4) I want to be teaching. I’m already teaching, and I love teaching. This is a goal that I’ve already achieved and I don’t want that to change. However, as a sub-goal, I would like to be consistently making $30,000 a year teaching. Given my degrees that’s a little bit harder :P. We’ll see if that’s what God has planned for me. If not, then I think I’m already okay with that. Eudaimonia is not based on income. As another sub-goal, I would like to be out of debt on my credit card (this is actually a short-term goal), and have a significant portion of my student loans paid off.

5) I want to be in the middle of a doctoral program. Given my current academic standing I think five years is a realistic goal for this. I am sure that I’ll need to do a second master’s program before I can even be considered for any of the doctoral programs that I want to pursue. However, a two year masters starting say, fall of 2014, would land me in my second year of a doctoral program five years from now, if things go well. Again, I’m not entirely sure if this is where God is taking me. I want it to be, and there are a few people pushing me in this direction, but I’m not sure if it is. If not… well, I guess see goal two above.

So, this is where I want to be in five years. As I said, goals 1 and 2 trump everything else, and I am fully aware that achieving goal 2 might mean giving up goals 3, 4, and 5, but I have peace with that (right now at least). Making long-term plans is, in all honesty, difficult for me. I’ve seen too many plans and goals turn to dust, and I can’t explain how painful that is. Honestly, I’m not even going to try. Still, God has used that pain to make me a better person, a better man, and a better Christian.

Have you ever read the book Dune? It’s a phenomenal novel. Honestly, I’d argue that it’s the best science fiction novel ever written. Anyway, in Dune there is a prayer… well, they call it a prayer, really it’s more of a mantra… that the Bene Gesserit sisters use:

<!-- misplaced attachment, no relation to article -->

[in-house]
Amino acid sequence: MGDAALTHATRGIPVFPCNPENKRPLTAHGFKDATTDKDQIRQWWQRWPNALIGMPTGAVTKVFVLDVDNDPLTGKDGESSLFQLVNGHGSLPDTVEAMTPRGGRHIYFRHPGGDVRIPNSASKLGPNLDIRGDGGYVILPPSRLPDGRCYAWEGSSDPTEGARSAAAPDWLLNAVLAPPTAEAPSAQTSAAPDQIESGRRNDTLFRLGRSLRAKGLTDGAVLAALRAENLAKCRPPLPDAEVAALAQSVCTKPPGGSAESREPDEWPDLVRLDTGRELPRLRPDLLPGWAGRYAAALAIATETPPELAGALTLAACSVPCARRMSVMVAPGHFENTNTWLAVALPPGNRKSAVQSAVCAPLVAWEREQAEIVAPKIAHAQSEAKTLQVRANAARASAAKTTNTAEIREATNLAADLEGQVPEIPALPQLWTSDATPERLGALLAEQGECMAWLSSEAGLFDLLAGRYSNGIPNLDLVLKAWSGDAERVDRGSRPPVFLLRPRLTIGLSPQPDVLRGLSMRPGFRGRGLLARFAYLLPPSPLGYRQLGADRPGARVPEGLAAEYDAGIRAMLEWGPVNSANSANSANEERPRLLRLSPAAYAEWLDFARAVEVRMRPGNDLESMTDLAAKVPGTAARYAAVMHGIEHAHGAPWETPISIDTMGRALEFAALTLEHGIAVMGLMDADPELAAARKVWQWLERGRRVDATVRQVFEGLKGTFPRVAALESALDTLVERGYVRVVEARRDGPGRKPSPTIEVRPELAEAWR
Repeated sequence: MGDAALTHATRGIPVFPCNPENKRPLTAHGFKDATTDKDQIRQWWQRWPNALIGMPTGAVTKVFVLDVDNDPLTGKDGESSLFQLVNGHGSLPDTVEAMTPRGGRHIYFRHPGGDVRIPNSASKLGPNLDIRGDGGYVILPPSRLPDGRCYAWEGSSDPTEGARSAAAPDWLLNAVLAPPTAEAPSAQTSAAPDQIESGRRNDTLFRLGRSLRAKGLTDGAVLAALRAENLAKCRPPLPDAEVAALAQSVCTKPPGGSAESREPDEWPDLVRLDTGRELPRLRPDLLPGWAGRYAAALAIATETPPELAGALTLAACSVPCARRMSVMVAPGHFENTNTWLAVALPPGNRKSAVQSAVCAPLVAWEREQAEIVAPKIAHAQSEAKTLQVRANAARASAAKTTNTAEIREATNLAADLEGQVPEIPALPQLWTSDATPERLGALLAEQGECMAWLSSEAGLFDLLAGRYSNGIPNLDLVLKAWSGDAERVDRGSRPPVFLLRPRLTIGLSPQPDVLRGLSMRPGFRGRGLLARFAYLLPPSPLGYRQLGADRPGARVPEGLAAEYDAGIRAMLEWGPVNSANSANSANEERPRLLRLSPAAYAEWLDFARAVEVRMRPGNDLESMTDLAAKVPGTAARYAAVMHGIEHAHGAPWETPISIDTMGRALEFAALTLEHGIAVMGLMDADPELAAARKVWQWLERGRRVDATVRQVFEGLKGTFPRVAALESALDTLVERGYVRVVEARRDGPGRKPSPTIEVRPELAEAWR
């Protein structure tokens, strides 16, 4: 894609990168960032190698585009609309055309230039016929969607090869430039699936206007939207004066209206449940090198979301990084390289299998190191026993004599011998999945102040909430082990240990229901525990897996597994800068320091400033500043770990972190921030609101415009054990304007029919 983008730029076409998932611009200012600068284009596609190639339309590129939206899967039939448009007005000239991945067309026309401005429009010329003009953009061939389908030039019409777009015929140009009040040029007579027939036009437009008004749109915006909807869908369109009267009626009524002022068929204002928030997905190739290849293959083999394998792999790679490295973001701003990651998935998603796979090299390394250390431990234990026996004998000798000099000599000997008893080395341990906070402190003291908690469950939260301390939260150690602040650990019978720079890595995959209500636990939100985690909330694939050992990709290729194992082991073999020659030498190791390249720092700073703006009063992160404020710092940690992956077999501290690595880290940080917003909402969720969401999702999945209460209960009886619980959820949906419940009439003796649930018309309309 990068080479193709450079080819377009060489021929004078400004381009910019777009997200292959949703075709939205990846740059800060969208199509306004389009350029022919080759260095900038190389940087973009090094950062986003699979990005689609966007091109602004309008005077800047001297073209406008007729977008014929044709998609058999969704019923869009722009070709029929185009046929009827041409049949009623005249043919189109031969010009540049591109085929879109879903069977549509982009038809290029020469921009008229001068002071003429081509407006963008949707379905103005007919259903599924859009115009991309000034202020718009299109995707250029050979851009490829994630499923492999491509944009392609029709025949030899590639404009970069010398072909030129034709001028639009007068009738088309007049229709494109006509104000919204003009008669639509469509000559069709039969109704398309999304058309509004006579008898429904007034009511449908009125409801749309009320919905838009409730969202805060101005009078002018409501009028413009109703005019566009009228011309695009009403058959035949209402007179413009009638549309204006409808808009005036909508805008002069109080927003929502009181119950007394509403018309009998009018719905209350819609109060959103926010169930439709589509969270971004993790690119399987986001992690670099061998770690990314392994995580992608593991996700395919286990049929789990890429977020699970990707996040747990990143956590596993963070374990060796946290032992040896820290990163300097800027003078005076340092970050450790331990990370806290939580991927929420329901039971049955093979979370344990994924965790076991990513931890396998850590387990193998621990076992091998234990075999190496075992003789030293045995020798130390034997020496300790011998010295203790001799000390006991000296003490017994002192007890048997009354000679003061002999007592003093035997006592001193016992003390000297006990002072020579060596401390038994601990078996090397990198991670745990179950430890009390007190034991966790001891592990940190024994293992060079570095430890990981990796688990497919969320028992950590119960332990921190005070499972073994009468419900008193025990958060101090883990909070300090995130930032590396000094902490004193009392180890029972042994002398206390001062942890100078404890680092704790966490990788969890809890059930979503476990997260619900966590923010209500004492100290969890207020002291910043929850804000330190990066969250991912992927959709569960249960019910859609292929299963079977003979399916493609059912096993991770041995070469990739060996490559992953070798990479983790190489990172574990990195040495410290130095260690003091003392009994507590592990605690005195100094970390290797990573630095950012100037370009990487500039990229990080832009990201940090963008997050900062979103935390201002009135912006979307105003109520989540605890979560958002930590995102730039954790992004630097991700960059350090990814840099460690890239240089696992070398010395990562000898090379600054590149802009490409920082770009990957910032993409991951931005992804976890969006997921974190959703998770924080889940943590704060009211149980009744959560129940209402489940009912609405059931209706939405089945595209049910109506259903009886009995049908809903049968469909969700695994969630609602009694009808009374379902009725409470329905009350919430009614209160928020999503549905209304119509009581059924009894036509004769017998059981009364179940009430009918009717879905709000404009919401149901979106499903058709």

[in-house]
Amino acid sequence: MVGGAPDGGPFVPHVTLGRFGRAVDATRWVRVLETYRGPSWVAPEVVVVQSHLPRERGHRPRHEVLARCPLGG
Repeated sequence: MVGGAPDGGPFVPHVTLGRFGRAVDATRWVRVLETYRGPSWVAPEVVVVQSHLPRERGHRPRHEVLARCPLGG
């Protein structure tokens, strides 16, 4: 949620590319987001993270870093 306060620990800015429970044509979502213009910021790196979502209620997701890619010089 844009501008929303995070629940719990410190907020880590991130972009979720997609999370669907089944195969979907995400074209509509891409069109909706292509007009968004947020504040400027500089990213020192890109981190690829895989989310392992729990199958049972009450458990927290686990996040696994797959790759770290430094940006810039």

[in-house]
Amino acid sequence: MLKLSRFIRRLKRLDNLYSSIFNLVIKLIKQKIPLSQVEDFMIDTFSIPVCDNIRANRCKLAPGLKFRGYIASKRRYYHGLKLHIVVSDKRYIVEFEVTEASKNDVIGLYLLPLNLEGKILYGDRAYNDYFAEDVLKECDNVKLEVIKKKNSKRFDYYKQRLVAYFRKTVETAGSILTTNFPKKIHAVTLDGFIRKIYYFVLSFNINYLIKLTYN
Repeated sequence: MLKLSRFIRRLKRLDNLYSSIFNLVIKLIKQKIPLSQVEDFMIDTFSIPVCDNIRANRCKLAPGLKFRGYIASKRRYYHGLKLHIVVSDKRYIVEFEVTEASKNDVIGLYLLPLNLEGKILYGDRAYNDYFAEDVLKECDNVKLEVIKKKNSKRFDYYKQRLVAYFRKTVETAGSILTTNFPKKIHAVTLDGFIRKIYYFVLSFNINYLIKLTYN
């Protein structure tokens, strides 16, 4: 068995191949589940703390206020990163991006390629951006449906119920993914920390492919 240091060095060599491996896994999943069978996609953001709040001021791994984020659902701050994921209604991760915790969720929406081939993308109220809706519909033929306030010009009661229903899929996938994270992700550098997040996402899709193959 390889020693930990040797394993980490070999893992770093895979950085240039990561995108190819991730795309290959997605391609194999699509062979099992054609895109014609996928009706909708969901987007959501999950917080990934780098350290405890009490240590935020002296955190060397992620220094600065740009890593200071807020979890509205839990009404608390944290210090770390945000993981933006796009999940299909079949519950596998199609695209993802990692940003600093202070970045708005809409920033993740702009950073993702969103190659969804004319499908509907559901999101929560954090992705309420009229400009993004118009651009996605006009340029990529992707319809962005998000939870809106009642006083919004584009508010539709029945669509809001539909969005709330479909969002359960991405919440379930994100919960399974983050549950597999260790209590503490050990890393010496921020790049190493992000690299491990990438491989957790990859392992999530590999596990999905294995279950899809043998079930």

“I will not fear. Fear is the mindkiller. It is the little death that proceeds complete oblivion. I will let my fear pass over me and through me, and I will turn my inner eye to follow its path. When my fear has gone, there will be nothing. Only I will remain.”

I use this mantra on a regular basis, and with a little adaptation it can be equally applied to either physical or spiritual pain:

“I will not hurt. Pain is the mindkiller. It is the little death that leads me to oblivion. I will let my pain pass over me and through me, and I will turn my inner eye to follow its path. When my pain has gone, there will be nothing. Only God will remain.”

God leads us through times of pain and fear in order to stretch us, to grow us, and to draw us to himself. This is, after all, the primary goal of the Christian life, and so I will rely on God to scare me, to hurt me, and to take care of me when he does. I want to achieve the goals that I’ve listed above. They represent my hearts deepest desires. I often think of them as roses that I’ve sheltered and cared for through many terrible storms. Honestly, there have been times when they withered to the point that I thought they would die, but slowly, and with a lot of help, they’ve always been nurtured back to health. However, I have yet to see them bloom, and I truly, deeply want to.